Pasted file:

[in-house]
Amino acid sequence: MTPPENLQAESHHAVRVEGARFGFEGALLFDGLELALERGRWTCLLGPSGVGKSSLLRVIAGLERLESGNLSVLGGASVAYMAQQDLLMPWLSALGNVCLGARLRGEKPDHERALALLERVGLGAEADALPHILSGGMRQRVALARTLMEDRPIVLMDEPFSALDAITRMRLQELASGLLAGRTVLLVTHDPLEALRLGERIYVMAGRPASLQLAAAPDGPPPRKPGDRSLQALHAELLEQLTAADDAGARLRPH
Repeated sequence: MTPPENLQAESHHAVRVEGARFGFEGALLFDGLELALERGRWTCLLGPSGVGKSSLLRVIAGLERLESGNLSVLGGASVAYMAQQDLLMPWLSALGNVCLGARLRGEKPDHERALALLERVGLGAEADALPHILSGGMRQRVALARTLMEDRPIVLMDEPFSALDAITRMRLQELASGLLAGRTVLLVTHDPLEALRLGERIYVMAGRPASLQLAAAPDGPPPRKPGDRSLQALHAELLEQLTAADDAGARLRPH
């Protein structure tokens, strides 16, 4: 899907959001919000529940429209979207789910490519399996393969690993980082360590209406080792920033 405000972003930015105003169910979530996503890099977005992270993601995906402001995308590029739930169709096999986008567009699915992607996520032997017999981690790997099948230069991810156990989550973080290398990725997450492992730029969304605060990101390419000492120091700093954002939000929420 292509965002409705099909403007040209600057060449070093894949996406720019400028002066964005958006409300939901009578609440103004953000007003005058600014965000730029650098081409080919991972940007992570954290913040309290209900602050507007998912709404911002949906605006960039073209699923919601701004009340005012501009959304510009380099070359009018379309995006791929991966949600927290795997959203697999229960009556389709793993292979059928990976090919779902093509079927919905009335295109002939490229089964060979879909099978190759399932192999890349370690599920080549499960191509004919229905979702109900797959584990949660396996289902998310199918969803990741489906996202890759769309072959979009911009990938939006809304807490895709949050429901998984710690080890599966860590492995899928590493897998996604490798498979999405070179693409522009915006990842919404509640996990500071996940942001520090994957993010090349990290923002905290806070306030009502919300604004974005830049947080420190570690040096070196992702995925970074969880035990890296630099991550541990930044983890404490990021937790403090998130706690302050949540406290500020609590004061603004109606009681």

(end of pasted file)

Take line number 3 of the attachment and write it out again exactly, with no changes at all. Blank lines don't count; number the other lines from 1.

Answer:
Repeated sequence: MTPPENLQAESHHAVRVEGARFGFEGALLFDGLELALERGRWTCLLGPSGVGKSSLLRVIAGLERLESGNLSVLGGASVAYMAQQDLLMPWLSALGNVCLGARLRGEKPDHERALALLERVGLGAEADALPHILSGGMRQRVALARTLMEDRPIVLMDEPFSALDAITRMRLQELASGLLAGRTVLLVTHDPLEALRLGERIYVMAGRPASLQLAAAPDGPPPRKPGDRSLQALHAELLEQLTAADDAGARLRPH